Anni Albers approached writing in a style remarkably similar to the process of creating a fabric on a loom, says Nicholas Fox Weber in the introduction to this book.
Using her portable machine, she wrote her texts on ordinary sheets of paper, which she then taped together to create a roll. Only in this way could he achieve the flow and continuity of the entire essay. The writing itself invited her to question the relative powers of written and visual language. The whole notion of language was one of her passions: spinning words, tying them together as effectively as possible, putting her belief system and philosophy on the written pages. Located in the chaotic European world after World War I, she had faith in the principles of Bauhaus, that art and design could profoundly affect and even transform life.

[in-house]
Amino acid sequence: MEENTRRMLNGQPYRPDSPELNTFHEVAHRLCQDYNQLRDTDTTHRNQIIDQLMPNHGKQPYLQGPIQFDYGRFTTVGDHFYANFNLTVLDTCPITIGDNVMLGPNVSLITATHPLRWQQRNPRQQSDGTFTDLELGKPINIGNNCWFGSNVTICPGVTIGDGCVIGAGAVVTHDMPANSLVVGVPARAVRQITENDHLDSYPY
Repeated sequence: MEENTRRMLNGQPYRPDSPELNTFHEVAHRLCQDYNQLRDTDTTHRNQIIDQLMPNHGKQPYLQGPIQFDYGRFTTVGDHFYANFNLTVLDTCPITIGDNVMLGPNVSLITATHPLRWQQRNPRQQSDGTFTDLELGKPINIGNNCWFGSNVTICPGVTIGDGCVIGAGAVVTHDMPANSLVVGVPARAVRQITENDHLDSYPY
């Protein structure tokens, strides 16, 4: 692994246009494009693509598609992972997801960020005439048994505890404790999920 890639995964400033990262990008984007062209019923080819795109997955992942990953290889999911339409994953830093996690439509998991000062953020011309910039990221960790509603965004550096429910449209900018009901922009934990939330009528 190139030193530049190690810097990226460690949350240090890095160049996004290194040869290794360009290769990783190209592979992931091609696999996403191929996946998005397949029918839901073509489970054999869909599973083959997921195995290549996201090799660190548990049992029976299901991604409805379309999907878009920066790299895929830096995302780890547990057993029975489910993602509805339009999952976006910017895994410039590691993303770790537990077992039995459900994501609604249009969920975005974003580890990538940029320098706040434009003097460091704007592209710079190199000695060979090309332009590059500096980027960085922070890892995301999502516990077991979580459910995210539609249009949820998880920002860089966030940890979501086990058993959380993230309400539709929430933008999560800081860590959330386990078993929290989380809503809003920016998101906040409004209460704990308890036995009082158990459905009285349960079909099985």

In 1922 the Bauhaus provided a refuge for the young artist. The school’s methods proposed an understanding of materials as the basis from which design and the congruence of form and function (or content) would emerge, thus producing a universal, harmonious and ultimately transcendent creation.